A senior-level advisor at the Treasury Department’s Financial Crimes Enforcement Network has been arrested and charged with unlawfully disclosing Suspicious Activity Reports, filed by banks and financial firms under the Bank Secrecy Act.

Natalie Mayflower Sours Edwards allegedly “betrayed her position of trust by repeatedly disclosing highly sensitive information [in SARs] to an individual not authorized to receive them,” U.S. Attorney Geoffrey Berman said in a statement following the Oct. 17 arrest.

SARs, which are filed confidentially by banks and other financial institutions to alert law enforcement to potentially illegal transactions, are not public documents, and it is an independent federal crime to disclose them outside of one’s official duties.  

According to the complaint filed in Manhattan federal court, beginning in approximately October 2017, Edwards unlawfully disclosed numerous SARs to a reporter, the substance of which were published over the course of approximately 12 articles by the recipient’s news organization. Neither the reporter, nor the media outlet, were named.

The illegally disclosed SARs pertained to, among other things, Paul Manafort, Richard Gates, the Russian Embassy, Mariia Butina, and Prevezon Alexander, key figures in an ongoing investigation of Russian ties to election-year tampering and potential collusion with the members of Donald Trump’s presidential campaign.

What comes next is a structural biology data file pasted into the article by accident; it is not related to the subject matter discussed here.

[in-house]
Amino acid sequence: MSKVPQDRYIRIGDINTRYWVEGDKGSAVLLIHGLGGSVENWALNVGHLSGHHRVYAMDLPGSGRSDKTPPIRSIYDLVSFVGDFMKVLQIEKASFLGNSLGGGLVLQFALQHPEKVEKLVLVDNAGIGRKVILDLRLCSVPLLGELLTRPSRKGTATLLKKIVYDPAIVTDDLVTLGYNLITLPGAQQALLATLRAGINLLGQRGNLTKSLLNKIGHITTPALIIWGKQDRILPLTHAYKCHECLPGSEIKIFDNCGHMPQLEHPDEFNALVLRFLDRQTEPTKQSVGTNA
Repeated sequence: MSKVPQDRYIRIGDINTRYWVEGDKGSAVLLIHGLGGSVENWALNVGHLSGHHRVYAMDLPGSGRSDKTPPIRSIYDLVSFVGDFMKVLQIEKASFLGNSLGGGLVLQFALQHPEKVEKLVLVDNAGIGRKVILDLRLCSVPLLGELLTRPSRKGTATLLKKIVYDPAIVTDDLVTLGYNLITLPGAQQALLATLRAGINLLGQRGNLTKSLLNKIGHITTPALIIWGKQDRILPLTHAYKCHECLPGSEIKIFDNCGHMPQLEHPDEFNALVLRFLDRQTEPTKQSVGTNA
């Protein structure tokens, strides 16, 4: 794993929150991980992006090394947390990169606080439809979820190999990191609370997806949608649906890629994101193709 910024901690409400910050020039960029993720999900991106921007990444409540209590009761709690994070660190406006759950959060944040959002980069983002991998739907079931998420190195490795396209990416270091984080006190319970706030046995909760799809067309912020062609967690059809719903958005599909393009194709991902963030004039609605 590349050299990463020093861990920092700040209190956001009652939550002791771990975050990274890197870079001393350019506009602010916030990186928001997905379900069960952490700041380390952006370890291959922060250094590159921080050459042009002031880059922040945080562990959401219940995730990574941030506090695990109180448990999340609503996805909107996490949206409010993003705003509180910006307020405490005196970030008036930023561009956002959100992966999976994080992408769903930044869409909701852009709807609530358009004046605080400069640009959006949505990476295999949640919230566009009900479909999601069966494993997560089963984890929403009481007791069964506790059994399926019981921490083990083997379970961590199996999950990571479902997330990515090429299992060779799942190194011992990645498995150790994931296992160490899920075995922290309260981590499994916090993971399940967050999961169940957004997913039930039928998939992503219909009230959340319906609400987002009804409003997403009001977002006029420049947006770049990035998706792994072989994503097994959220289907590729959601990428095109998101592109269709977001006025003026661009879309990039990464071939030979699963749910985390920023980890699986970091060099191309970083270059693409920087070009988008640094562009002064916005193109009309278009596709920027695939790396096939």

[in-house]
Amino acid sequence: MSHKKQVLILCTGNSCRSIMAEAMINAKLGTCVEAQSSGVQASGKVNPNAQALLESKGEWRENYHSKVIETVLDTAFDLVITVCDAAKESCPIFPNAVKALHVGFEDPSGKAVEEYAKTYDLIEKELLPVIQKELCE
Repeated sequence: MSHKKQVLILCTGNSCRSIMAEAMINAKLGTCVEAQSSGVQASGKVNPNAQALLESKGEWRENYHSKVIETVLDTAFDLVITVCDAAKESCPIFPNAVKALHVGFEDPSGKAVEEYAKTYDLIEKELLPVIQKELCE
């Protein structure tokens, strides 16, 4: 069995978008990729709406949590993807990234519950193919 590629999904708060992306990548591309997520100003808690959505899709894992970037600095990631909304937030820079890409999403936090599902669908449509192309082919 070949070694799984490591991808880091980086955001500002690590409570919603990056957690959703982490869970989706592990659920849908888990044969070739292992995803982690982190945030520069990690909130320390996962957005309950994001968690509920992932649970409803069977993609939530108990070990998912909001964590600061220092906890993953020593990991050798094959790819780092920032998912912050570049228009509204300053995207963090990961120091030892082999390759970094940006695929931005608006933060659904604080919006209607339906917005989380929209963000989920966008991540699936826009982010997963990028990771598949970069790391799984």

Edwards, the complaint says, had access to each of the pertinent SARs and saved them (along with thousands of other files containing sensitive government information) to a flash drive provided to her by FinCEN. She allegedly transmitted the SARs to the reporter by taking and texting photographs of the documents over an encrypted application.  

Edwards also, allegedly, sent the reporter internal FinCEN e-mails appearing to relate to SARs or other information protected by the BSA, and FinCEN non-public memoranda, including Investigative Memos and Intelligence Assessments published by the FinCEN Intelligence Division, which contained confidential personal, business, and security threat assessments. 

Edwards, 40, of Quinton, Virginia, is charged with one count of unauthorized disclosures of suspicious activity reports and one count of conspiracy to make unauthorized disclosures of suspicious activity reports, both of which carry a maximum sentence of five years in prison.